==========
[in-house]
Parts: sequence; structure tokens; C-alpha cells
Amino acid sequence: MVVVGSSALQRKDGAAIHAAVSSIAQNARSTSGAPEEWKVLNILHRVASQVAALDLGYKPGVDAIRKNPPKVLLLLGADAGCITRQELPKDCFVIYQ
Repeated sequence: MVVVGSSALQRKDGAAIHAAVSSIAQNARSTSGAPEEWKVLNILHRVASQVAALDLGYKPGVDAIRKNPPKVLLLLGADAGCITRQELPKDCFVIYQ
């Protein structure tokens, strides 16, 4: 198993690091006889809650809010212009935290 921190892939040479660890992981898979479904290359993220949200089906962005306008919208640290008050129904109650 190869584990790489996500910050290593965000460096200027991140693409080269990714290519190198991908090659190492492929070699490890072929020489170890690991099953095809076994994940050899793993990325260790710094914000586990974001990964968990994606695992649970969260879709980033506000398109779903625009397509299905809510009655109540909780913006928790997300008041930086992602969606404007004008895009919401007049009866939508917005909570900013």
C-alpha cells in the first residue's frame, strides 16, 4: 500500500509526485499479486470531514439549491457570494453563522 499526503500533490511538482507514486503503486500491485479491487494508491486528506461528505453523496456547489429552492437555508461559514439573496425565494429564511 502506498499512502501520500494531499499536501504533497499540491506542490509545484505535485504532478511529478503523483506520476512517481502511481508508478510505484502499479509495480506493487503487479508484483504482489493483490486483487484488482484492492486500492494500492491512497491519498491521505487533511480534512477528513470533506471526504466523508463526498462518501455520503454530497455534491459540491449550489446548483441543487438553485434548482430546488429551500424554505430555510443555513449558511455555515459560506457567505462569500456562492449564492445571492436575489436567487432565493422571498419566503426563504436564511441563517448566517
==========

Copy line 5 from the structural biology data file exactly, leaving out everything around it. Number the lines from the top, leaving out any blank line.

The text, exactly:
């Protein structure tokens, strides 16, 4: 198993690091006889809650809010212009935290 921190892939040479660890992981898979479904290359993220949200089906962005306008919208640290008050129904109650 190869584990790489996500910050290593965000460096200027991140693409080269990714290519190198991908090659190492492929070699490890072929020489170890690991099953095809076994994940050899793993990325260790710094914000586990974001990964968990994606695992649970969260879709980033506000398109779903625009397509299905809510009655109540909780913006928790997300008041930086992602969606404007004008895009919401007049009866939508917005909570900013």